Marketing to audiences of a million or more Australians has long been the ambition of many brands.
This week: #996 working long hours, predicting work and who dies on Game of Thrones.
This week: food flavours, fish faces and China’s car data collection.
This week: puppets reading news, fake stuff, and Sweden’s out of cash.
This week: sweet dreams, lots of streams, and the end of the world.
This week: programming for obsolescence, raising minimums, and lettuce-loving robots.
This week: Googling productivity, placing weight on calories, and changing stories.
This week: Populous time bombs, disrupting death, and toddlers and aliens.
Companies like Didi and Meituan are increasingly coming into competition.
China is more than capable of reaching its goal of global AI leadership, but it will require a change in mindset to carry out and support groundbreaking research, not just follow existing technology.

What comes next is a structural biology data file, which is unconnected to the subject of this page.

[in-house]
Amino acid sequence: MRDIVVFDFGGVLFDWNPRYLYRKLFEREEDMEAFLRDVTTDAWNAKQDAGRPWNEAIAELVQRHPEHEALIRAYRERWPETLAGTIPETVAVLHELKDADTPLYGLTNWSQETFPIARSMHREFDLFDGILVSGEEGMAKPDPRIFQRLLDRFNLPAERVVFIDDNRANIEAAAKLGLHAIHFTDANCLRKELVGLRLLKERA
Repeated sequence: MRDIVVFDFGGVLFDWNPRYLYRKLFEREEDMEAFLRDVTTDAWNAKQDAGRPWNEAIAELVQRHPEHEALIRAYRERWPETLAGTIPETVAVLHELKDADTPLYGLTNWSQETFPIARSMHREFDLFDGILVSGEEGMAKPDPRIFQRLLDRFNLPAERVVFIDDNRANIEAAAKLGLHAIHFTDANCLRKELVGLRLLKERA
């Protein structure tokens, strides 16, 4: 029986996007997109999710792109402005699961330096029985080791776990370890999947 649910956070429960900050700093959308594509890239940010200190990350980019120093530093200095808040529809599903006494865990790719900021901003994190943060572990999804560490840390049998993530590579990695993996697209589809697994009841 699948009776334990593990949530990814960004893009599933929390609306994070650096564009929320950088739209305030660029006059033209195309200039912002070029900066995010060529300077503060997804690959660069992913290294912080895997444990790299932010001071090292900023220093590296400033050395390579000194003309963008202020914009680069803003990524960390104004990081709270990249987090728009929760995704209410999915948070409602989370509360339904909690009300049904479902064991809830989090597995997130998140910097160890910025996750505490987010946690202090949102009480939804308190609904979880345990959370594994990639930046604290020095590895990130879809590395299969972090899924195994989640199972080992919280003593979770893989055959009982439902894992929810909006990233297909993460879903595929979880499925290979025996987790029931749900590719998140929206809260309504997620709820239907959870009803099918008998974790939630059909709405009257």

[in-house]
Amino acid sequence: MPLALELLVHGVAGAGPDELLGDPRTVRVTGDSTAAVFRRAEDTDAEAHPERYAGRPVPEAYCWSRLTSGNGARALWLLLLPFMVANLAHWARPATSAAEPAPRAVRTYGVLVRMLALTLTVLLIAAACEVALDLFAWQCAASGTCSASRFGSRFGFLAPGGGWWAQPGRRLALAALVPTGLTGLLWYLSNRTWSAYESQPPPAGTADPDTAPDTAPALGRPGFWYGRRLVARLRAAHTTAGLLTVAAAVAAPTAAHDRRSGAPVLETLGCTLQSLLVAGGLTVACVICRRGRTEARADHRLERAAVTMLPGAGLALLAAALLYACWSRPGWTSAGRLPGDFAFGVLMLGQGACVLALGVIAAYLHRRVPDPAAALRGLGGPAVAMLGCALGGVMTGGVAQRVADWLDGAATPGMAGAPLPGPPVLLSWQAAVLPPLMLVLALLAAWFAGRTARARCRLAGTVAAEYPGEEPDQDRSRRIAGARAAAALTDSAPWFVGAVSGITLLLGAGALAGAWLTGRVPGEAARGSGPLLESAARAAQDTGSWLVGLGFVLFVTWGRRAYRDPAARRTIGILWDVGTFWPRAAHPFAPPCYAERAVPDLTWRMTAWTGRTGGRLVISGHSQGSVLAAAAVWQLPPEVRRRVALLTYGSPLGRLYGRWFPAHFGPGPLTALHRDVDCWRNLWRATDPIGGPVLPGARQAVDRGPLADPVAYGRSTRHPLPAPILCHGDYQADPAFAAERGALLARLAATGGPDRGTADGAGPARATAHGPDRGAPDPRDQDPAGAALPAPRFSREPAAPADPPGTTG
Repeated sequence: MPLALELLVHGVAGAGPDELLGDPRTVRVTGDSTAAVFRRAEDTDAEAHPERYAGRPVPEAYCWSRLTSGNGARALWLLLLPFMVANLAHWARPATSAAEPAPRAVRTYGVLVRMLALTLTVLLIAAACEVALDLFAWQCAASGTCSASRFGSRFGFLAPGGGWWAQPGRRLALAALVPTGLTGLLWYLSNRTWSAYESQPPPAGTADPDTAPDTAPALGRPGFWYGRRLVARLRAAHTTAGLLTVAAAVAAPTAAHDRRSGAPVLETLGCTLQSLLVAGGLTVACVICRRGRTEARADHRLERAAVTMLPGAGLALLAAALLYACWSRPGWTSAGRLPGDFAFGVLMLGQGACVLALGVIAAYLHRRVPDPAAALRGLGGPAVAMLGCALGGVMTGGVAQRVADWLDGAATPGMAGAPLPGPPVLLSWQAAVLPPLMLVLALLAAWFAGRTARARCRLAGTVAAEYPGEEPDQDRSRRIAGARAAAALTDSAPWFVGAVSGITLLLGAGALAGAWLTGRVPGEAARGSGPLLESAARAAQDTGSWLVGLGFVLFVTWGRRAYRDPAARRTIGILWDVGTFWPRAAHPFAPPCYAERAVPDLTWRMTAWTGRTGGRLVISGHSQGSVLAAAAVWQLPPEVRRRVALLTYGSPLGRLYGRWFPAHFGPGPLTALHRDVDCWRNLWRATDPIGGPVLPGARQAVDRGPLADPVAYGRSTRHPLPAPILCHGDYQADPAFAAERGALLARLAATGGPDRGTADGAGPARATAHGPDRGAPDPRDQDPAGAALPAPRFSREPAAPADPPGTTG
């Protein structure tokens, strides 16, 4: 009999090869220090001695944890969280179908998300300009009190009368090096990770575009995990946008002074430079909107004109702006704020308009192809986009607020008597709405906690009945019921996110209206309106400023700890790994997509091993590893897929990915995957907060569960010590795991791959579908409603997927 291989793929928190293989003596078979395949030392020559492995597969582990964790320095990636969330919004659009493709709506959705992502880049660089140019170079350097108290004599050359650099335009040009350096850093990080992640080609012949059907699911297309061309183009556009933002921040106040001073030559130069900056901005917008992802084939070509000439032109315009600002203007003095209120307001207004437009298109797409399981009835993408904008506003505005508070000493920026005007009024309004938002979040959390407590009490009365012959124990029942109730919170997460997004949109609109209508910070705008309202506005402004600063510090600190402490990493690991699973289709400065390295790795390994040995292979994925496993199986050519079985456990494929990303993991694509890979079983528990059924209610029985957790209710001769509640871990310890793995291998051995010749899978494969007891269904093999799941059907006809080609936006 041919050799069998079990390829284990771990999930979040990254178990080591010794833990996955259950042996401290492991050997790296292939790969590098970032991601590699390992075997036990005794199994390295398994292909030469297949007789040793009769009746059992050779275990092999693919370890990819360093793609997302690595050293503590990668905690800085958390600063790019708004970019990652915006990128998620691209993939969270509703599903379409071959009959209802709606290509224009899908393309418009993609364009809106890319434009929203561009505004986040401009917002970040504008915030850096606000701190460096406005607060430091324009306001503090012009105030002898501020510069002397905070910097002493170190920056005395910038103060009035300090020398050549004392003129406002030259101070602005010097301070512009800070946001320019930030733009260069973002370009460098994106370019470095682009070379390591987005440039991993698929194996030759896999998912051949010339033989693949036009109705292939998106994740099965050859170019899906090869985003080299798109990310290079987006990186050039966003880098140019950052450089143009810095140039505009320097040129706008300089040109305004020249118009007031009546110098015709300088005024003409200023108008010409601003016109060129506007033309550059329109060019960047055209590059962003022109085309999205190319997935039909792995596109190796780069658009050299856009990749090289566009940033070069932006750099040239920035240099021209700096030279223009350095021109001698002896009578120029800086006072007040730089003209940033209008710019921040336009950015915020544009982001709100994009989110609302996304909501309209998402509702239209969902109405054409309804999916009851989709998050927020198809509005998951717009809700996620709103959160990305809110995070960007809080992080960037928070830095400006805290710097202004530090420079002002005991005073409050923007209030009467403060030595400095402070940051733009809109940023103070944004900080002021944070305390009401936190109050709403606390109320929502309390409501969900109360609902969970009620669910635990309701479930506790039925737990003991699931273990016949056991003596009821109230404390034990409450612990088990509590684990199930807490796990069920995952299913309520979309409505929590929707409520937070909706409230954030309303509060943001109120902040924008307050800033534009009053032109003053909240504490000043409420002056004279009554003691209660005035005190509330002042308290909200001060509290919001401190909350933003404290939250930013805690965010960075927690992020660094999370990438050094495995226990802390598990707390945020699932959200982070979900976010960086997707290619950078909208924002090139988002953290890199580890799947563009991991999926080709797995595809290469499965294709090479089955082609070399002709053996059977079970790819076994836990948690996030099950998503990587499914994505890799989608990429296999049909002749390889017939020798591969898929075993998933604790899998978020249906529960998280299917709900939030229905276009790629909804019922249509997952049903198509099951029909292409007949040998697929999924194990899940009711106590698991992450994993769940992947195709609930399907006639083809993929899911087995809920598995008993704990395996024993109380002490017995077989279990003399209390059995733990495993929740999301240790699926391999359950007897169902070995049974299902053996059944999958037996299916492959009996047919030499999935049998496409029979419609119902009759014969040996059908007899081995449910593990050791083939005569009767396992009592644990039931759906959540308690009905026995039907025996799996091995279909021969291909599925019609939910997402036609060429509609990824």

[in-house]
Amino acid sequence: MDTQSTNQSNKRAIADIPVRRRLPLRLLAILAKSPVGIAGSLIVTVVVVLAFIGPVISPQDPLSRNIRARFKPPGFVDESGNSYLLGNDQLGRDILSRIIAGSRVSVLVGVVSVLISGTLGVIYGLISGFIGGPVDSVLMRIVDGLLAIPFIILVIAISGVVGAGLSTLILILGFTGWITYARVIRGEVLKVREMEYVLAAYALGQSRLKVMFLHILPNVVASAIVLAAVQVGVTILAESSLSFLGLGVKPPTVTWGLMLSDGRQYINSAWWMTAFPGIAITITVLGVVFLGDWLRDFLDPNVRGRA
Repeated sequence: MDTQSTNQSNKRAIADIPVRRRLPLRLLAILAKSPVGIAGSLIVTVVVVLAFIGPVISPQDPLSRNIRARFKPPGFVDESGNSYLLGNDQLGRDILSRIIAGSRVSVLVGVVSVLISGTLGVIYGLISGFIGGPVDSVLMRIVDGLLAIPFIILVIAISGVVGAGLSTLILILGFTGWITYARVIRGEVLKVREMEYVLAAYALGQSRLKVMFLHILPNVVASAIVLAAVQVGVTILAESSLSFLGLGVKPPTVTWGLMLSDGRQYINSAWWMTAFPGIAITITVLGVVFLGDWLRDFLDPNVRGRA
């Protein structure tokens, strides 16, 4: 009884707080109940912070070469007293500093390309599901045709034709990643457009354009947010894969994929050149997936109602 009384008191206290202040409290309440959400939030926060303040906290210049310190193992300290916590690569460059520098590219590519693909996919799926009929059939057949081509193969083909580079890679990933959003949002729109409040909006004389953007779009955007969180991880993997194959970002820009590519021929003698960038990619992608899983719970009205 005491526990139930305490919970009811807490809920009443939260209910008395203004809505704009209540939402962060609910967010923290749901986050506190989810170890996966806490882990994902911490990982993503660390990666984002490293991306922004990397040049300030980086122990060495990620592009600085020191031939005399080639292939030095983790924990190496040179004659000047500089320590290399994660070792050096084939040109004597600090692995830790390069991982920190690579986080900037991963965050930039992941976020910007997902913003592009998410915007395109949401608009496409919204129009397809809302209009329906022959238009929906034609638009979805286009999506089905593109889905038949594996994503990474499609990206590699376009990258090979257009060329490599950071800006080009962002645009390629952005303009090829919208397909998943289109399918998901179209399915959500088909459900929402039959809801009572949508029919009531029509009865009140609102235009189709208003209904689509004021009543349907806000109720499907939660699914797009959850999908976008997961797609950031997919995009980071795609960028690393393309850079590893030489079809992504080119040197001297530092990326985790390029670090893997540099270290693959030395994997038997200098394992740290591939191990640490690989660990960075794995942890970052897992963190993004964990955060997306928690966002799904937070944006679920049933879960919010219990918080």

Though Hong Kong did not adapt well to the global rise of China and the gamechanging tech revolution, there are now opportunities for it catch up.
Despite the doubters, China has the means and commitment to spur inclusive growth for all.
Edward Tse and Marco Gervasi say China, once derided as good only for producing fake products, is today producing leaders in innovation and becoming a model for others to follow.
There is a tidal wave of competition approaching the developed world from China – and foreign businesses have much to learn how Chinese companies evolved from imitators to innovators.